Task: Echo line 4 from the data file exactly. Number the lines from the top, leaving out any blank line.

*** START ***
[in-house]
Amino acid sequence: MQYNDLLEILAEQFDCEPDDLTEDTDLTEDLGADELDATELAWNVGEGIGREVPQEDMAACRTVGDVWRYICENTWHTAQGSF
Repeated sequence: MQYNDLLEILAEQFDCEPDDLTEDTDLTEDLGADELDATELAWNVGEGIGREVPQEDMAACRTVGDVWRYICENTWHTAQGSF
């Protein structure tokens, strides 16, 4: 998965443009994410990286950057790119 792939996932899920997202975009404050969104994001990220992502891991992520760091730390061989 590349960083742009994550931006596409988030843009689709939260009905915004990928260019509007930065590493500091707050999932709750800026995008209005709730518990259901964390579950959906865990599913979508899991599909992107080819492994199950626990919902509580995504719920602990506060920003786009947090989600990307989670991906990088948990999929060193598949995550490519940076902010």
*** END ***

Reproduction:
């Protein structure tokens, strides 16, 4: 998965443009994410990286950057790119 792939996932899920997202975009404050969104994001990220992502891991992520760091730390061989 590349960083742009994550931006596409988030843009689709939260009905915004990928260019509007930065590493500091707050999932709750800026995008209005709730518990259901964390579950959906865990599913979508899991599909992107080819492994199950626990919902509580995504719920602990506060920003786009947090989600990307989670991906990088948990999929060193598949995550490519940076902010």